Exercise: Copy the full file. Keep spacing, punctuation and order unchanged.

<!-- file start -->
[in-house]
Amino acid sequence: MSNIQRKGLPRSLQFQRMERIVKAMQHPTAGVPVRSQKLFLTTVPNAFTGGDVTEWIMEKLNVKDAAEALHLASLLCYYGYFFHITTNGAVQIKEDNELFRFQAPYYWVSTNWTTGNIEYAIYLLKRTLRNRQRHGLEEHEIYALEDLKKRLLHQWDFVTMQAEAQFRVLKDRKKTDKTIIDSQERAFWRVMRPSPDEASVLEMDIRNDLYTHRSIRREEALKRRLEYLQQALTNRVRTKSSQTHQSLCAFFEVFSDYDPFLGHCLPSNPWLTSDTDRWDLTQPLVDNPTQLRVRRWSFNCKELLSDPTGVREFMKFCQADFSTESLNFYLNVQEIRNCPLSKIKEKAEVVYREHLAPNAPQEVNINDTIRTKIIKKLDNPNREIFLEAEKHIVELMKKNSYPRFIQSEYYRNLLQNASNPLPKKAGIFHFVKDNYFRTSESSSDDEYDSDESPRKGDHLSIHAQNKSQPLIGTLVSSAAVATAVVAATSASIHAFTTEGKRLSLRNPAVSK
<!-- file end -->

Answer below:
[in-house]
Amino acid sequence: MSNIQRKGLPRSLQFQRMERIVKAMQHPTAGVPVRSQKLFLTTVPNAFTGGDVTEWIMEKLNVKDAAEALHLASLLCYYGYFFHITTNGAVQIKEDNELFRFQAPYYWVSTNWTTGNIEYAIYLLKRTLRNRQRHGLEEHEIYALEDLKKRLLHQWDFVTMQAEAQFRVLKDRKKTDKTIIDSQERAFWRVMRPSPDEASVLEMDIRNDLYTHRSIRREEALKRRLEYLQQALTNRVRTKSSQTHQSLCAFFEVFSDYDPFLGHCLPSNPWLTSDTDRWDLTQPLVDNPTQLRVRRWSFNCKELLSDPTGVREFMKFCQADFSTESLNFYLNVQEIRNCPLSKIKEKAEVVYREHLAPNAPQEVNINDTIRTKIIKKLDNPNREIFLEAEKHIVELMKKNSYPRFIQSEYYRNLLQNASNPLPKKAGIFHFVKDNYFRTSESSSDDEYDSDESPRKGDHLSIHAQNKSQPLIGTLVSSAAVATAVVAATSASIHAFTTEGKRLSLRNPAVSK